Preventing theft of stands and cams

by Jeff Helsdon | June 23, 2015
preventing theft - Tree stand theft prevention

A sense of bewilderment struck me as I searched for my tree stand in the darkness and couldn’t find it. The stand wasn’t marked, but it was only a few yards from a trail and I couldn’t locate it.

Not sure what else to do, I sat down with my back to a tree and waited for daylight.

Theft prevention tips
• Ensure you are on the property you have permission for.
• Put your name on anything left unattended, or use your licence plate.
• Download photos from trail cameras as often as possible to get a good handle if other people are in the area. This also helps police narrow down theft dates.
• Camouflage your trail camera so it is harder to find.
• Use a climbing stand so nothing is left behind.

It was on private property I had permission to hunt. After daylight and a thorough search, I discovered both my trail camera and tree stand were gone. I talked to the landowner and a neighbour to ensure they hadn’t taken the down, believing I was over the property line.

What I didn’t do was report the theft to the police. I learned later that was a mistake many hunters make.

Report your theft

Const. Chris Doupe, a media relations officer with Lambton OPP in Southwestern Ontario and a hunter, said there aren’t a lot of reports of stolen tree stands or trail cameras. But as a hunter, he is aware it occurs fairly often.

preventing theft - theft secondary

“Unfortunately, not too many people report it,” he said. “A lot of the victims feel it won’t be recovered so there is no incentive to report it.” Doupe said hunters also might not want to chance upsetting the landowner.

“My argument is what if last night an officer pulled over a truck with a stand in the back and noticed a trail camera on the seat (of the truck).”

A case in Elgin County proved this could occur. Following a rash of thefts of hunting equipment that occurred over three years on private property – including three trail cameras, a ground blind and tree stand – the victim finally reported it to police.

“We recovered nine tree stands, some ladder stands and other hunting equipment, but none of that property was his.”

“We recovered nine tree stands, some ladder stands and other hunting equipment, but none of that property was his,” said Const. Troy Carlson of Elgin OPP.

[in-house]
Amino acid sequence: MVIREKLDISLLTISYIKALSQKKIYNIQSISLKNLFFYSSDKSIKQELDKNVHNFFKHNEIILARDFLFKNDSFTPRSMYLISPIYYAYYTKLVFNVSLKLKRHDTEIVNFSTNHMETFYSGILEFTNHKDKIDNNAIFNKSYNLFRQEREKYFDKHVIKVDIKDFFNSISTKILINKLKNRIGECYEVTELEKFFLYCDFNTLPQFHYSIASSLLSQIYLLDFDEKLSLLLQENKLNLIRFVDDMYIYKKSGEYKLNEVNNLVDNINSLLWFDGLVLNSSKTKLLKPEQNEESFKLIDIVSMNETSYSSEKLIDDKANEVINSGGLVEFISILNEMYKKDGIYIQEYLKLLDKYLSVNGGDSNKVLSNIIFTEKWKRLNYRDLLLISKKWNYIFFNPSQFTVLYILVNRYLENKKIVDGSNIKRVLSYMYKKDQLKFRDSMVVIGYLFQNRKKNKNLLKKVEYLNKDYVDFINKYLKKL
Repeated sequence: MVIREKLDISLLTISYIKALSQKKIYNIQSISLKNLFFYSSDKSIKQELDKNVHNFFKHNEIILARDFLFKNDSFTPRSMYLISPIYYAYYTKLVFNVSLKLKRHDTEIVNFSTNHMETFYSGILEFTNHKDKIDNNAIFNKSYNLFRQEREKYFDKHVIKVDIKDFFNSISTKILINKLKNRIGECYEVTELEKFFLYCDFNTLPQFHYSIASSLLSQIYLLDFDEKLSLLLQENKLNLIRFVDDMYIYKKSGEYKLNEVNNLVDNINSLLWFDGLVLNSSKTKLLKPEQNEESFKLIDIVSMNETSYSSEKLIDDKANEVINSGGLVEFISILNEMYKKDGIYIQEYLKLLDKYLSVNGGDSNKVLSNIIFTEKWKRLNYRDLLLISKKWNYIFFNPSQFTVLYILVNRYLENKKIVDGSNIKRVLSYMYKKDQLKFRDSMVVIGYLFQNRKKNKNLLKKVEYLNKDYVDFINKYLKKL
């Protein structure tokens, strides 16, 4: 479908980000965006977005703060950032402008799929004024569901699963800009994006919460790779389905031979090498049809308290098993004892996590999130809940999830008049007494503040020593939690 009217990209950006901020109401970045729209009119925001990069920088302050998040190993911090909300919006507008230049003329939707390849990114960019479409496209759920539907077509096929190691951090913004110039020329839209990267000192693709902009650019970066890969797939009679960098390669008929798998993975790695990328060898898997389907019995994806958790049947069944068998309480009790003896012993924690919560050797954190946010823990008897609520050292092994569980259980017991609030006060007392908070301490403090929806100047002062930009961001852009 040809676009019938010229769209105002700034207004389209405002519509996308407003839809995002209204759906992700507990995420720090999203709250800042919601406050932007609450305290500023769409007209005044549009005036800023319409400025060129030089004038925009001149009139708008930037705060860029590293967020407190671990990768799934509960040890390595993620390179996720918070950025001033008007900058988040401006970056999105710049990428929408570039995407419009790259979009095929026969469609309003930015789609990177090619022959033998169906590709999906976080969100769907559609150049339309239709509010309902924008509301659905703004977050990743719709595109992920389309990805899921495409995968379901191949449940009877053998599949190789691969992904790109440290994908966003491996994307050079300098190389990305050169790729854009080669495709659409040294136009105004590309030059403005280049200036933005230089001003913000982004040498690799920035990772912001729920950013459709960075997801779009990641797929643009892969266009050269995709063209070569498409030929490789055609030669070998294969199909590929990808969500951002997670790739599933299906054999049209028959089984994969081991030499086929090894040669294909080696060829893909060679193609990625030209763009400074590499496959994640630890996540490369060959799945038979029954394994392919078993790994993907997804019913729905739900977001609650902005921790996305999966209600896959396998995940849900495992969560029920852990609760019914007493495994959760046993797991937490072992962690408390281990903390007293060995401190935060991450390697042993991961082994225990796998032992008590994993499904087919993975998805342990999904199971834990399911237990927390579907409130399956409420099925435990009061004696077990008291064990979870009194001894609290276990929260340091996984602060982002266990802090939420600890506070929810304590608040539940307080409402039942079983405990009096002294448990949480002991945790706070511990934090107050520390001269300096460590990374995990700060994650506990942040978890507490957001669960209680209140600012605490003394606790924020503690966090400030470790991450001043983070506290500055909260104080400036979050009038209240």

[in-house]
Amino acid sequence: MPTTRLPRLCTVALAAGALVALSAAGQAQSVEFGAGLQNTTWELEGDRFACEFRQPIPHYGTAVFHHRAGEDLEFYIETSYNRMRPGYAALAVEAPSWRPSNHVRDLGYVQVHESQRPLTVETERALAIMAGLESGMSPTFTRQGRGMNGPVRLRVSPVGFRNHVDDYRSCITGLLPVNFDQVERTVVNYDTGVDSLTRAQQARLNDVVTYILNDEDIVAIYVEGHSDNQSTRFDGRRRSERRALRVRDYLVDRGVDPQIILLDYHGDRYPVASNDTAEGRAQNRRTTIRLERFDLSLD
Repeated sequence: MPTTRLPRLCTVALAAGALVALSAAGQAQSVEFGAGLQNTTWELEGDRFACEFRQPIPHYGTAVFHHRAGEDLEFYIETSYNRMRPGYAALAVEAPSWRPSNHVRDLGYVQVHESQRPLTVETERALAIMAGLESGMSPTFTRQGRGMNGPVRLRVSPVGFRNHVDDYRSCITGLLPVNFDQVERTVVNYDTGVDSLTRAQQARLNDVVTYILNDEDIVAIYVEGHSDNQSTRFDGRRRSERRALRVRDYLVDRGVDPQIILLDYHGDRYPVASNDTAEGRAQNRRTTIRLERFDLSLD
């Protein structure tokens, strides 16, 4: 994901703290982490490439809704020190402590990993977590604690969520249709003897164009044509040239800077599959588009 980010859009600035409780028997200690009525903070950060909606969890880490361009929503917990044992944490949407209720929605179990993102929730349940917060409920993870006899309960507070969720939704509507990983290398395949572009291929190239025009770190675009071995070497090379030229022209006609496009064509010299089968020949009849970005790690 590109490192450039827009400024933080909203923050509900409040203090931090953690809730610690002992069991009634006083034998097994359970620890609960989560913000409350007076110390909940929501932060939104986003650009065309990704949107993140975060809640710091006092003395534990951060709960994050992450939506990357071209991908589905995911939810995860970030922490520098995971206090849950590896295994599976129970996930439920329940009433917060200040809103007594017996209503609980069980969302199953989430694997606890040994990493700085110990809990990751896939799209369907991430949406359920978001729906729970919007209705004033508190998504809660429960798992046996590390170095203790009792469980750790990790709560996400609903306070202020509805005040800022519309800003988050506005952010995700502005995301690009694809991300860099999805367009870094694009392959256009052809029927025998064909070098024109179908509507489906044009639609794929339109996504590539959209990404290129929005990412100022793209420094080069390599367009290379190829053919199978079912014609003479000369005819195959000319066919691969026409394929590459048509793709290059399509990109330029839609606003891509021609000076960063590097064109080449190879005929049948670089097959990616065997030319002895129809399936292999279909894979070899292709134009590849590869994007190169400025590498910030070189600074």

Police made it known at local outdoors events that they had found this property and some of it was returned to the rightful owner.

Prevention is key

Since the theft of my gear, I’ve looked at devices to keep thieves at bay. Locking cables is an option that will work on both tree stands and trail cameras.

Ryan Knigge, salesperson at Big Game Treestands, says, “Cable locks keep the honest honest.” Still, while it is possible to cut the cable, (most hunters don’t walk around with bolt cutters) it should discourage some potential thieves.

Knigge also suggested removing the last couple of steps, or climbing stick, closest to the ground. “Then they’re above the human line of sight. The other thing is if you remove a couple steps, anyone wanting to steal it will have a lot harder time getting up the tree.”

Another option is ‘Tree Stand Buddy’, a quick-attach system with a bracket on the stand and receiver on the tree, that allows the hunter to remove the stand daily and leave only the receiver behind.

Most trail camera manufacturers make protective boxes for their cameras. Bolting these on the tree is the ultimate in protection, but unless the hunter is the property owner, that might not be possible. Using a cable lock and lock box combined is another possibility. Some trail cameras have eyelets on the back to allow a cable to be threaded through.

Although reporting a tree stand or trail camera that has been stolen is a good practice to follow, reality is the chances of having it returned are slim. By following some of the simple steps outlined above, the chance of a theft can be minimized.

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  1. Peter Wood - Hunt Talk wrote: After two locked tree stands (on private property) disappeared to theft and one Spypoint Cam also locked on crown land was stolen I'm always particular where I hunt or place trail cams. Good advice from Jeff to inform police if stolen. I always use a quality lock and remove last few strap on tree steps as you said. I also switched to climber stands on crown land so its never left long, unless of course I hunt an evening followed by a morning hunt the next day. I still lock it just in case weather changes and i don't hunt the next day. But remember to take a flashlight and the key! All of my tree stands have my name engraved and phone number into the frame. Take a picture of the location and GPS it. It would be helpful if you can show police what's missing. Always obtain written permission from landowner and indicate where stands are located if other hunters use the same property. In fact find out who they are so you can keep an eye on each others stands and cams and maybe coordinate hunting days. Trail cams are expensive if using quality one say over $400 I prefer to used a locked ($25) security cable and a ($40) box to deter bears and trespassing thieves. You can also mount them higher by bringing a section of climbing stick to get up past eye level. Most of my Spypoint trail cams send a photo to my cell if moved so smile. It can be a huge investment for quality hunting gear but worth it over many seasons. As this is about tree stand security I can only add always use a climbing safety system vest ($100) and proper safety rope (about $50) every time you head out to the stand. I have used them for over a decade but still hear of hunters falling. Don't be one of them, good luck and hunt safe!